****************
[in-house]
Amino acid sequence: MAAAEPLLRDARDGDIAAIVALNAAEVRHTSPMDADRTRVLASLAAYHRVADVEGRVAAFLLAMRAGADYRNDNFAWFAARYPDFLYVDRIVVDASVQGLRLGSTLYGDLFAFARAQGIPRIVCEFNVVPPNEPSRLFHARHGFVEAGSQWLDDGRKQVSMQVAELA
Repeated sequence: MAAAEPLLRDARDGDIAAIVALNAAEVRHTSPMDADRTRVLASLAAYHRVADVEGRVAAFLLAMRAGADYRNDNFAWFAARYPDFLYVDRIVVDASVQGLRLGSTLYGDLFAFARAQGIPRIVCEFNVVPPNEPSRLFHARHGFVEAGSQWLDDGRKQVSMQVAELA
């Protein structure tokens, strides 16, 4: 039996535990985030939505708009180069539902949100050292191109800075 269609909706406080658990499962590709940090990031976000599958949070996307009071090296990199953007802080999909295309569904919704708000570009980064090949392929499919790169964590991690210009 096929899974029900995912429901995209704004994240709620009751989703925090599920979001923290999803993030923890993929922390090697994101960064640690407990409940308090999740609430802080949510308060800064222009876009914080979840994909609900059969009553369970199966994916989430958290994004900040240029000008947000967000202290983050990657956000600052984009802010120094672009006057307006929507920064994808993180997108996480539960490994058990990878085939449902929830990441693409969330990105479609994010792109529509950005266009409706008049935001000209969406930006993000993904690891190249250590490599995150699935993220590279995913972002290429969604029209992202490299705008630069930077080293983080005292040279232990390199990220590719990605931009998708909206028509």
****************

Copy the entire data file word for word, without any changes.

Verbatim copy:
[in-house]
Amino acid sequence: MAAAEPLLRDARDGDIAAIVALNAAEVRHTSPMDADRTRVLASLAAYHRVADVEGRVAAFLLAMRAGADYRNDNFAWFAARYPDFLYVDRIVVDASVQGLRLGSTLYGDLFAFARAQGIPRIVCEFNVVPPNEPSRLFHARHGFVEAGSQWLDDGRKQVSMQVAELA
Repeated sequence: MAAAEPLLRDARDGDIAAIVALNAAEVRHTSPMDADRTRVLASLAAYHRVADVEGRVAAFLLAMRAGADYRNDNFAWFAARYPDFLYVDRIVVDASVQGLRLGSTLYGDLFAFARAQGIPRIVCEFNVVPPNEPSRLFHARHGFVEAGSQWLDDGRKQVSMQVAELA
């Protein structure tokens, strides 16, 4: 039996535990985030939505708009180069539902949100050292191109800075 269609909706406080658990499962590709940090990031976000599958949070996307009071090296990199953007802080999909295309569904919704708000570009980064090949392929499919790169964590991690210009 096929899974029900995912429901995209704004994240709620009751989703925090599920979001923290999803993030923890993929922390090697994101960064640690407990409940308090999740609430802080949510308060800064222009876009914080979840994909609900059969009553369970199966994916989430958290994004900040240029000008947000967000202290983050990657956000600052984009802010120094672009006057307006929507920064994808993180997108996480539960490994058990990878085939449902929830990441693409969330990105479609994010792109529509950005266009409706008049935001000209969406930006993000993904690891190249250590490599995150699935993220590279995913972002290429969604029209992202490299705008630069930077080293983080005292040279232990390199990220590719990605931009998708909206028509």